Fossil Elements Used to Confirm Ceratosaurian Affinity with a Skeletal Drawing

Fossil elements used to identify Saltriovenator as a Ceratosaur.

Selected fossils of Saltriovenator and a skeletal reconstruction. Sections coloured red indicate fossil material.

Picture Credit: G. Bindellini, C. Dal Sasso and M. Zilioli and M. Auditore

The picture above shows key fossils that helped to classify Saltriovenator as a member of the Ceratosauria clade, it is the oldest Ceratosaur described to date.

Key

A, B, C = views of the right humerus.

D = left scapula.

E = right scapular glenoid and coracoid.

F = furcula (wishbone).

G = single tooth from the anterior portion of the lower jaw.

I = partial left humerus, the circular depressions represent borings made by marine invertebrates feeding on the carcase.

J, L, N = views of the right second metacarpal (finger bone).

K, M, O, = views of the right second digit.

P-T = views of the right third digit.

U = distal tarsal IV.

V, X = third right metatarsal views.

W, Y = second right metatarsal views.

Z = reconstructed skeleton of Saltriovenator with identified fossil elements shaded red.

Scale bars: 10 cm in (A)–(E), (I), and (U)–(Y); two cm in (F), and (J)–(T); one cm in (G).

A Skeletal Reconstruction of Saltriovenator zanellai 

A reconstruction of the skeleton of Saltriovenator.

Saltriovenator skeletal reconstruction.  Colour key – right bones in red; counterlateral copies of the left bones in light red; bones from the medial side of the lower jaw in orange.  Note scale bar equals one metre.

Picture Credit: M. Auditore

The First Jurassic Dinosaur From Italy

Saltriovenator is the first dinosaur to be described from fossils found in the Italian Alps.  It is the first dinosaur from the Jurassic Period to have been found in Italy and the country’s second Theropod, the first being Scipionyx samniticus which lived during the Early Cretaceous and at just over two metres in length, was considerably smaller than S. zanellai.  A study of growth rings found in a cross-sectional analysis of the fossil bones indicates that the dinosaur was around twenty-four years of age when it died.  It was still growing, albeit slowly, so the maximum size of this predator is not known, although at an estimated 7.5 metres long, it was considerably bigger than any other Theropod from the Early Jurassic described to date.

A Mosaic of Basal and More Advanced Theropod Features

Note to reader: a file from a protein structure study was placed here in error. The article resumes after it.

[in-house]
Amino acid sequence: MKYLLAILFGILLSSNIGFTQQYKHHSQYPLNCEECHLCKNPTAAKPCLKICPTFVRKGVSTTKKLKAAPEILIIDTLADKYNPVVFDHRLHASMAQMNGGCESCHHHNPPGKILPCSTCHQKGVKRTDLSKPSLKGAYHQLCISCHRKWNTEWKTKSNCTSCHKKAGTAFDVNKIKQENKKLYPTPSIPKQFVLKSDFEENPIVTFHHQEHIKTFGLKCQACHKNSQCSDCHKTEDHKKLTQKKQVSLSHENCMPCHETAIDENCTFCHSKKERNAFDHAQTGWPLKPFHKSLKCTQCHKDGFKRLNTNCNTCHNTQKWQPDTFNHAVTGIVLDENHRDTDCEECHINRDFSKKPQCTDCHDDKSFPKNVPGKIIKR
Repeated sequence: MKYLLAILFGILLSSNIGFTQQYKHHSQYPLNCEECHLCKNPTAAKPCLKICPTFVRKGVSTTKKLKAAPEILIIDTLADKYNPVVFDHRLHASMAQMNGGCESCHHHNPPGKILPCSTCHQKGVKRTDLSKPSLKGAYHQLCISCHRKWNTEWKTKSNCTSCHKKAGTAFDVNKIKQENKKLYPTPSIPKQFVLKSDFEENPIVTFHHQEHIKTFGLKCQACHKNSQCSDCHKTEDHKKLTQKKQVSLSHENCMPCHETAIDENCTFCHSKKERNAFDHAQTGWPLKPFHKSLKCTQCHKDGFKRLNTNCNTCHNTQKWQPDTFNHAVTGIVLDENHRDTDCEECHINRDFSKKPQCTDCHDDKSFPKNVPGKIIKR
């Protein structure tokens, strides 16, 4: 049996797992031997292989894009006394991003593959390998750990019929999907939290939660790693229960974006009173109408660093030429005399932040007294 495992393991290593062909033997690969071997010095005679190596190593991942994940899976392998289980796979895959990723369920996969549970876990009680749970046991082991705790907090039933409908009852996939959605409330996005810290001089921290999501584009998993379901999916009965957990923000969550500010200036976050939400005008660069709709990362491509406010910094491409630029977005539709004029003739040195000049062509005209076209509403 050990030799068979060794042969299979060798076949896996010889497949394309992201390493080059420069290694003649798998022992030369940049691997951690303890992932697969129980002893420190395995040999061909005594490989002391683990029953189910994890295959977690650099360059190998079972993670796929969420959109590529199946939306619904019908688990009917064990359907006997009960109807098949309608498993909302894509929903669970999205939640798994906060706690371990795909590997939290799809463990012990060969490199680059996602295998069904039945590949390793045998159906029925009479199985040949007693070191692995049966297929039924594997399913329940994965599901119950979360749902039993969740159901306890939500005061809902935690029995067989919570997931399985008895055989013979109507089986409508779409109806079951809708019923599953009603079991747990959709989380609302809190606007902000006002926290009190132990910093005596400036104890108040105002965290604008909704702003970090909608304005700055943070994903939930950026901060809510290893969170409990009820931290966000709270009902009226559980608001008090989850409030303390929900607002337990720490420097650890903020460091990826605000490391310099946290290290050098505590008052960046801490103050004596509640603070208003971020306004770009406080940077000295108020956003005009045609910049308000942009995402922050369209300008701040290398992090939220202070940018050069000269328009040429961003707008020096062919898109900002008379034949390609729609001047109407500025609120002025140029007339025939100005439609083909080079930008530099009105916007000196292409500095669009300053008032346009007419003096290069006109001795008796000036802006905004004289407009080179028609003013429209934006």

Saltriovenator exhibits a mosaic of features seen in four-fingered Theropods and basal Tetanuran dinosaurs.  The fossilised finger bones indicate that this dinosaur had a fully functioning four-fingered hand, well-adapted for grasping and coping with struggling prey.  Later Ceratosaurs had only three fingers on each hand.  Study of the finger bones will help scientists to understand better the evolutionary relationships between the four-fingered Dilophosaurs, Ceratosaurs and later types of Theropod such as the Allosaurs with their atrophied hands.

Views of the Pectoral Girdle and the Right Hand of Saltriovenator zanellai

Saltriovenator right hand and forelimb.

Saltriovenator pectoral girdle and forelimb with a line drawing of the right hand showing four fingers.  Preserved elements in white, reconstructed bone in light grey, exposed inner bone in grey, hidden bone in dotted lines.  Scale bar equals 10 cm in (A) and (B), five cm in (C).

Picture Credit: M. Auditore

Commenting on the importance of this fossil discovery, one of the authors of the scientific paper, Dr Andrea Cau (Museo Geologico), stated:

“The grasping hand of Saltriovenator zanellai fills a key gap in the Theropod evolutionary tree: predatory dinosaurs progressively lost the pinkie and ring fingers and acquired the three-fingered hand which is the precursor of the avian wing.”

A spokesperson from Everything Dinosaur commented:

“The evolution of large, powerful predatory dinosaurs at the very beginning of the Jurassic, may have been a factor in the evolution of bigger and bigger herbivorous dinosaurs such as the Sauropods.  Think of it as an evolutionary arms race as carnivores got bigger, selection pressure was put on herbivores to become bigger and stronger themselves in order to avoid predation.”

21 12, 2018

The First Flowering Plants Originated in the Early Jurassic

By | December 21st, 2018|Dinosaur and Prehistoric Animal News Stories, Dinosaur Fans, Main Page, Photos/Pictures of Fossils|0 Comments

Nanjinganthus dendrostyla – Putting Back Flowering Plants by 50 Million Years

When did flowering plants (Angiosperms) evolve?  That has been a puzzling question, one that has taxed the minds of leading scientists for more than 200 years.  Genetic studies indicate that the diverse and widespread Angiosperms have an ancient lineage, but the fossil record does not support this idea.  Fossils of delicate flowers are very rare and the oldest known, date from the Early Cretaceous.  Time for the fossil record to catch up with the announcement of the discovery of a plant that produced flowers some 174 million years ago, during the late Early Jurassic (Toarcian stage).

Specimens of the Newly Described Early Jurassic Flowering Plant Nanjinganthus dendrostyla

Nanjinganthus, a flowering plant from the Early Jurassic.

Views of individual specimens of Nanjinganthus, a flowering plant from the Early Jurassic.

Picture Credit: (NIGPAS)

The newly described plant has been named Nanjinganthus dendrostyla and it comes from the South Xiangshan Formation (Nanjing, eastern China), which has been studied extensively since the turn of the century and is famous for its abundant plant fossils, which up until now had consisted of cycads, ferns, ginkgoes and horsetails.  Researchers from the Nanjing Institute of Geology and Palaeontology of the Chinese Academy of Sciences (NIGPAS), have been able to identify the earliest known examples of a flowering plant, one that predates most of the Angiosperm fossil material by around 50 million years.